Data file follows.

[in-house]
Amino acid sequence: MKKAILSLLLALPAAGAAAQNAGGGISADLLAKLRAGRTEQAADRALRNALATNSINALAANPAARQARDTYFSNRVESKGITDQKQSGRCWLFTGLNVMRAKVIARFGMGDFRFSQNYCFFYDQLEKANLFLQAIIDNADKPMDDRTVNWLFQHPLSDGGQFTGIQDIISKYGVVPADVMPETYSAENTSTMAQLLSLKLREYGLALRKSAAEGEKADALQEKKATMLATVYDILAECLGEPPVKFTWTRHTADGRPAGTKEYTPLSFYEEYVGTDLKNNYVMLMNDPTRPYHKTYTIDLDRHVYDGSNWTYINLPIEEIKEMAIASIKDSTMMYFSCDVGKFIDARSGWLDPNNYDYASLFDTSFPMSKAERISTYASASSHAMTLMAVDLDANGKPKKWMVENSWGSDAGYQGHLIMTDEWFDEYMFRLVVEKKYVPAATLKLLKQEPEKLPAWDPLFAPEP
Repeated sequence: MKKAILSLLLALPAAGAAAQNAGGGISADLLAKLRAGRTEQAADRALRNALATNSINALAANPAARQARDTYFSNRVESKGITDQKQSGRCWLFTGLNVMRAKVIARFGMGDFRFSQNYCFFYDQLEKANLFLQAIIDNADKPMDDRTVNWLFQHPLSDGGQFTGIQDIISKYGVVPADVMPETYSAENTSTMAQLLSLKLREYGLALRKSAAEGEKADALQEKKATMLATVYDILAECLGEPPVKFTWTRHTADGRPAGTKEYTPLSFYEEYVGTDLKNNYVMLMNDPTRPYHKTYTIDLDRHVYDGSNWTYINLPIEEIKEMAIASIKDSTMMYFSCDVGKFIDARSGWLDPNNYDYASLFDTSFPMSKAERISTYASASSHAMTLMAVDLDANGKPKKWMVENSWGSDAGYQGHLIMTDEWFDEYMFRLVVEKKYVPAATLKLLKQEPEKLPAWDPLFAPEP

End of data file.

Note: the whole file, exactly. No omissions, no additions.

[in-house]
Amino acid sequence: MKKAILSLLLALPAAGAAAQNAGGGISADLLAKLRAGRTEQAADRALRNALATNSINALAANPAARQARDTYFSNRVESKGITDQKQSGRCWLFTGLNVMRAKVIARFGMGDFRFSQNYCFFYDQLEKANLFLQAIIDNADKPMDDRTVNWLFQHPLSDGGQFTGIQDIISKYGVVPADVMPETYSAENTSTMAQLLSLKLREYGLALRKSAAEGEKADALQEKKATMLATVYDILAECLGEPPVKFTWTRHTADGRPAGTKEYTPLSFYEEYVGTDLKNNYVMLMNDPTRPYHKTYTIDLDRHVYDGSNWTYINLPIEEIKEMAIASIKDSTMMYFSCDVGKFIDARSGWLDPNNYDYASLFDTSFPMSKAERISTYASASSHAMTLMAVDLDANGKPKKWMVENSWGSDAGYQGHLIMTDEWFDEYMFRLVVEKKYVPAATLKLLKQEPEKLPAWDPLFAPEP
Repeated sequence: MKKAILSLLLALPAAGAAAQNAGGGISADLLAKLRAGRTEQAADRALRNALATNSINALAANPAARQARDTYFSNRVESKGITDQKQSGRCWLFTGLNVMRAKVIARFGMGDFRFSQNYCFFYDQLEKANLFLQAIIDNADKPMDDRTVNWLFQHPLSDGGQFTGIQDIISKYGVVPADVMPETYSAENTSTMAQLLSLKLREYGLALRKSAAEGEKADALQEKKATMLATVYDILAECLGEPPVKFTWTRHTADGRPAGTKEYTPLSFYEEYVGTDLKNNYVMLMNDPTRPYHKTYTIDLDRHVYDGSNWTYINLPIEEIKEMAIASIKDSTMMYFSCDVGKFIDARSGWLDPNNYDYASLFDTSFPMSKAERISTYASASSHAMTLMAVDLDANGKPKKWMVENSWGSDAGYQGHLIMTDEWFDEYMFRLVVEKKYVPAATLKLLKQEPEKLPAWDPLFAPEP